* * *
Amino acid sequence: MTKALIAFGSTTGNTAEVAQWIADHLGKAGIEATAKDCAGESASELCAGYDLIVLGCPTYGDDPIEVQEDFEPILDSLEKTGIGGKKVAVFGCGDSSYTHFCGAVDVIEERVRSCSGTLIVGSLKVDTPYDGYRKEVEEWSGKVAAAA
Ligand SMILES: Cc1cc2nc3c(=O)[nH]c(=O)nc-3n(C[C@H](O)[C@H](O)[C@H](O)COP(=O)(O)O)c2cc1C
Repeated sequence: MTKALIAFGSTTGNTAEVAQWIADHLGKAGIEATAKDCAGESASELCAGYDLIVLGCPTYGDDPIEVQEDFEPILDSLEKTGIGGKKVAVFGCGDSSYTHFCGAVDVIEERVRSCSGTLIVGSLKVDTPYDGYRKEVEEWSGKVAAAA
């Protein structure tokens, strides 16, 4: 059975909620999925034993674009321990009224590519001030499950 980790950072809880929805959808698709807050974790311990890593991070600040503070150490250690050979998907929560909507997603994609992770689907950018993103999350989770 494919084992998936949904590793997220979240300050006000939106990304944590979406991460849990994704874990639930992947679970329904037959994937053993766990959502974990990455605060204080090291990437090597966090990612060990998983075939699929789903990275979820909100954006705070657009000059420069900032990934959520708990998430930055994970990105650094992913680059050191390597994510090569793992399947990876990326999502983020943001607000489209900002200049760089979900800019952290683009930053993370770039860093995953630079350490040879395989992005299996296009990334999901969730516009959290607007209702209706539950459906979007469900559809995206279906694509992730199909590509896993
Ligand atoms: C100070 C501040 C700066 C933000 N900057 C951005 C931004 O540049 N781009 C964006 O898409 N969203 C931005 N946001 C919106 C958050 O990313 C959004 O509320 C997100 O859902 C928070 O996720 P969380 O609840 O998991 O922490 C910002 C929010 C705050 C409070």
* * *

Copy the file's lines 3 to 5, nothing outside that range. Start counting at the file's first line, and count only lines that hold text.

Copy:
Repeated sequence: MTKALIAFGSTTGNTAEVAQWIADHLGKAGIEATAKDCAGESASELCAGYDLIVLGCPTYGDDPIEVQEDFEPILDSLEKTGIGGKKVAVFGCGDSSYTHFCGAVDVIEERVRSCSGTLIVGSLKVDTPYDGYRKEVEEWSGKVAAAA
């Protein structure tokens, strides 16, 4: 059975909620999925034993674009321990009224590519001030499950 980790950072809880929805959808698709807050974790311990890593991070600040503070150490250690050979998907929560909507997603994609992770689907950018993103999350989770 494919084992998936949904590793997220979240300050006000939106990304944590979406991460849990994704874990639930992947679970329904037959994937053993766990959502974990990455605060204080090291990437090597966090990612060990998983075939699929789903990275979820909100954006705070657009000059420069900032990934959520708990998430930055994970990105650094992913680059050191390597994510090569793992399947990876990326999502983020943001607000489209900002200049760089979900800019952290683009930053993370770039860093995953630079350490040879395989992005299996296009990334999901969730516009959290607007209702209706539950459906979007469900559809995206279906694509992730199909590509896993
Ligand atoms: C100070 C501040 C700066 C933000 N900057 C951005 C931004 O540049 N781009 C964006 O898409 N969203 C931005 N946001 C919106 C958050 O990313 C959004 O509320 C997100 O859902 C928070 O996720 P969380 O609840 O998991 O922490 C910002 C929010 C705050 C409070």